in front of the right of my infantry, which was in line of battle about 150 yards in his rear.
The battery was further supported by a cross-fire from Mann's battery and Ross' battery, placed about 400 yards to due left, and by the fire of the First Brigade, lying immediately behind the last-named batteries and extending to the right and left of them.
The spot selected was in an open grove of large trees, and, had Captain Meyers or any of his officers understood anything of their duty, as safe a position for field as could be. It was easy also to retire from, as there were but 100 yards of open woods too pass over before he would be in rear of the infantry and also upon a good road. But Captain Myers, in endeavoring to place his guns, brought them rather too far forward, so as to lose the advantage of the slope; still the position was not as much exposed as that of Mann's battery, which was in the open field.
Having these preliminary statements, I now copy from my official report, and reaffirm that every word of it in relation to this battery is true:
A single shot from the enemy's batteries struck in Myers' Thirteenth Ohio Battery, when officers and men, with a common impulse of disgraceful cowardice, abandoned the entire battery, horses, caissons, and guns, and fled, and I saw them no more until Tuesday.
I further state that the charge made by the anonymous scribbler and indorsed by B. Stanton, that the infantry supports fell back, is utterly false.
The Seventeenth and Twenty-fifth Kentucky and Forty-fourth Indiana, then serving with me, now detached, were the nearest regiments and neither they nor any other regiment or part of a regiment yielded an inch for many hours after the cowards, who disgraced their State and their flag, had deserted their comrades.
That they were exposed to the fire of the enemy's artillery is true, and as long as the laws of optics remain I confess that I know no way in which field artillery can see an enemy's battery and do execution without being liable to be seen and reached by them. I have always supposed that artillery were expected to meet artillery, and it has been left for this age of invention and for the State of Ohio to produce military support the infantry against infantry,, and the other-B. Stanton- that infantry did not support artillery against artillery. They were never exposed for one moment to infantry fire and lost but one man.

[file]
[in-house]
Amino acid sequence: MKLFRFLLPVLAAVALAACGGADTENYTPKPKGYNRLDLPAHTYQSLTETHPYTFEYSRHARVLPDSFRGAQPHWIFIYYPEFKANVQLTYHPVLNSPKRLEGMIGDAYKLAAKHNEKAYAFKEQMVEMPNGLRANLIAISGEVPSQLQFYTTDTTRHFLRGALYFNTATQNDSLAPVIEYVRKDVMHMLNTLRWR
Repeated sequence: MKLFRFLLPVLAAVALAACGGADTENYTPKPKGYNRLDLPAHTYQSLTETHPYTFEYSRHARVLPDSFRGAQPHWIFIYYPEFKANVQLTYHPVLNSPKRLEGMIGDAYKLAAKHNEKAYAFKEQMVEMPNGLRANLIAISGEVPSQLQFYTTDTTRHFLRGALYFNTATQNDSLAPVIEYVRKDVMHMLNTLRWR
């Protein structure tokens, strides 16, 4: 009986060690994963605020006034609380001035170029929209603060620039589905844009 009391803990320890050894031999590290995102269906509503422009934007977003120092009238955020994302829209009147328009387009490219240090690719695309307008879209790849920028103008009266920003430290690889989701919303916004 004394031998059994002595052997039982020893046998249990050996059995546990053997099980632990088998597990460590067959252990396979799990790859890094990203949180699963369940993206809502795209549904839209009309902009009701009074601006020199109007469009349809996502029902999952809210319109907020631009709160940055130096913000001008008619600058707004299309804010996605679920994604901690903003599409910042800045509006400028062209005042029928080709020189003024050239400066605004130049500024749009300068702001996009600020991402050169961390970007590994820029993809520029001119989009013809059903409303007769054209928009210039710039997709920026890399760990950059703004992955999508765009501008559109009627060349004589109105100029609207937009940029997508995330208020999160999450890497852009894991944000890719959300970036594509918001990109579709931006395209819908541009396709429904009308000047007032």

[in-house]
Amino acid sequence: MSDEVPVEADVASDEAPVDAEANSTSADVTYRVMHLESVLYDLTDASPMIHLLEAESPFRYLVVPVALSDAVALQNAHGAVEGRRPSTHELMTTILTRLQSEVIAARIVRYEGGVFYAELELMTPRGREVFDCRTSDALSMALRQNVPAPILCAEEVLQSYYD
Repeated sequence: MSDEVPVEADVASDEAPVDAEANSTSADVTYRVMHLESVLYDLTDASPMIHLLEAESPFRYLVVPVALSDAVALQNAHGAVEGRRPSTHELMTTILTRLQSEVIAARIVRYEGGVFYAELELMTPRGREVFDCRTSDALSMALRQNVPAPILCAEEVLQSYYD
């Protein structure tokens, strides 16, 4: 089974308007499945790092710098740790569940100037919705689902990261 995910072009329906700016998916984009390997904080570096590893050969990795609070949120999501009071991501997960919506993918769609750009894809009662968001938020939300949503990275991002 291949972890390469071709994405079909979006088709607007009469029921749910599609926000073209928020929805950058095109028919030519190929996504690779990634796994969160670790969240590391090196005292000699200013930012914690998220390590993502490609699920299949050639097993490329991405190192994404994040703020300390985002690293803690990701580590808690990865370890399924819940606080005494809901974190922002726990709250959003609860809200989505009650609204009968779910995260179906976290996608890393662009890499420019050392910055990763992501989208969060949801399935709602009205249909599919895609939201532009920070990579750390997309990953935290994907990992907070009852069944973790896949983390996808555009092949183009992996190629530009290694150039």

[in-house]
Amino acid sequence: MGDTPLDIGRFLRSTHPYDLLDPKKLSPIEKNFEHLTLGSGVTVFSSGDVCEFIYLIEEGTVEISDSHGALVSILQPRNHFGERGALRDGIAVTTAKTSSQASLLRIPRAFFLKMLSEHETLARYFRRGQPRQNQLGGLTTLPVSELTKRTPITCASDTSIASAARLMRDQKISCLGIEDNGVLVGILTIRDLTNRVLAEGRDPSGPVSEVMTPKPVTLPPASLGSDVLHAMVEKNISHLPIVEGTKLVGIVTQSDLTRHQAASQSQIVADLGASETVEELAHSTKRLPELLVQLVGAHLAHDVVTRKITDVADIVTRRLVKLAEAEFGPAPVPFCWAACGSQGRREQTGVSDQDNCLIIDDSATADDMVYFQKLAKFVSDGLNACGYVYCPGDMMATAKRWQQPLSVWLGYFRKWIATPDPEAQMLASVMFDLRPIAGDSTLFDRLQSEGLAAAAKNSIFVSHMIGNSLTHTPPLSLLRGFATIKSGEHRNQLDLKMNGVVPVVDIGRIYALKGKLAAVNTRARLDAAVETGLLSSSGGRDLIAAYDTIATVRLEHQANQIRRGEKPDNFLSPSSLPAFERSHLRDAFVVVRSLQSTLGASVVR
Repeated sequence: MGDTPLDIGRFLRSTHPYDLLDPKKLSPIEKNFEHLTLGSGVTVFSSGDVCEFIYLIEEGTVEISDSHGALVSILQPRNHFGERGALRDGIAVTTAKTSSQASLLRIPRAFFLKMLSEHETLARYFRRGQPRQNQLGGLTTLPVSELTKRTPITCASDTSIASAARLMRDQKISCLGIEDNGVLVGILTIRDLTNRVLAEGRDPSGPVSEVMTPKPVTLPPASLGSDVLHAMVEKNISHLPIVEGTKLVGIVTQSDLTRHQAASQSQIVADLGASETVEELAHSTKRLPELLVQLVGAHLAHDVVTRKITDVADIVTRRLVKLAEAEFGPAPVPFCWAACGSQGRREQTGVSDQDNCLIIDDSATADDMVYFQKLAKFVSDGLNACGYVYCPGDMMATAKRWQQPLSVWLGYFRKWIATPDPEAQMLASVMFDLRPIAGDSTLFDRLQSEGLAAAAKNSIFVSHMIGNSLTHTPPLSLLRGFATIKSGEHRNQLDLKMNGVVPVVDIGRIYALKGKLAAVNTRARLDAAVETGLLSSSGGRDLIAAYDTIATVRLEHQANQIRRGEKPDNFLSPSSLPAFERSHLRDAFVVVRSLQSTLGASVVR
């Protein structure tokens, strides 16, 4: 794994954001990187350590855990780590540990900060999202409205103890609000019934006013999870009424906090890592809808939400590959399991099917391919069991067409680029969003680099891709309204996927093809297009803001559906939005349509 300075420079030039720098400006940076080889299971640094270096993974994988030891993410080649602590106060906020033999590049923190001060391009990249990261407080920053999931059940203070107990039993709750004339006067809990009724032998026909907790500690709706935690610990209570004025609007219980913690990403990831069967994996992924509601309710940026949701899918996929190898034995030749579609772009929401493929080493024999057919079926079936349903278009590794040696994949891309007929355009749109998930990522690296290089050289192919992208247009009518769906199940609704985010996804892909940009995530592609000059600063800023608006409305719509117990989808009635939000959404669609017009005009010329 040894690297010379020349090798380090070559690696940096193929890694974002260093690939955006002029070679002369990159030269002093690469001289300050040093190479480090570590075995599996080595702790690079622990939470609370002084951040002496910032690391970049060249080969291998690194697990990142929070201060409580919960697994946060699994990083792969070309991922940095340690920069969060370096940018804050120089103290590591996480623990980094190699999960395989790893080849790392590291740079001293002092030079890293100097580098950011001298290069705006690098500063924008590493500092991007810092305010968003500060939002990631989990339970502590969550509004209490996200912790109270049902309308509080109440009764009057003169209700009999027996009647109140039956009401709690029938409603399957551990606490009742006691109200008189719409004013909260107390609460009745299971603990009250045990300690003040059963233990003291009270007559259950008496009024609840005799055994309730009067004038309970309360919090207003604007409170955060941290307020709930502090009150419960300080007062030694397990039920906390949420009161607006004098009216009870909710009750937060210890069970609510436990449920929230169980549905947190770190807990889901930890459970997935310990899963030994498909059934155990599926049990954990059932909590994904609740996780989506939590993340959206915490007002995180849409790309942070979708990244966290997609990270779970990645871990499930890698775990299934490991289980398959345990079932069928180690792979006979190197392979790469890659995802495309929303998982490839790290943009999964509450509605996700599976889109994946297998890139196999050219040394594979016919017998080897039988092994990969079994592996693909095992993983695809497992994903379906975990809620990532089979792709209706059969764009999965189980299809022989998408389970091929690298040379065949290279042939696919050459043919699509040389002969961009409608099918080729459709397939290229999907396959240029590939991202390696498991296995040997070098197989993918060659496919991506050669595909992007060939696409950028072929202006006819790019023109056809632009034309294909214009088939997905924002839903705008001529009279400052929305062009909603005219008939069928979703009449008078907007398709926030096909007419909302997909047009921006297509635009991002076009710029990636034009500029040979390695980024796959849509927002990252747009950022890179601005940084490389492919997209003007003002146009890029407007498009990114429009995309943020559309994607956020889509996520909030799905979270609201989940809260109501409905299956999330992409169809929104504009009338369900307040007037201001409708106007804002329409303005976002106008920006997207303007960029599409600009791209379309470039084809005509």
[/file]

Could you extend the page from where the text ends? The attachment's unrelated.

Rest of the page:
If their position was untenable (which it was not), they could have safely retired; but it was a panic, and they ran.
That officers and men were ignorant of duty and of drill I have no doubt. The responsibility of that rests elsewhere. The paper hereto appended, marked A, * shows some of the reasons of this ignorance. During the two days of the battle Captain Myers was not heard from, and was probably skulking beneath the bank of the Landing.
On Tuesday, the 8th, when danger was over and rations were needed, he appeared. I required of him some explanations of his conduct. At last I obtained from him the papers hereto annexed, marked B*, which sets up none of the circumstances that he and his false friends now set up as a palliation for notorious cowardice and the grounds of all attack on men who have not failed to risk their lives. These papers of themselves are sufficient.
14 R R-VOL X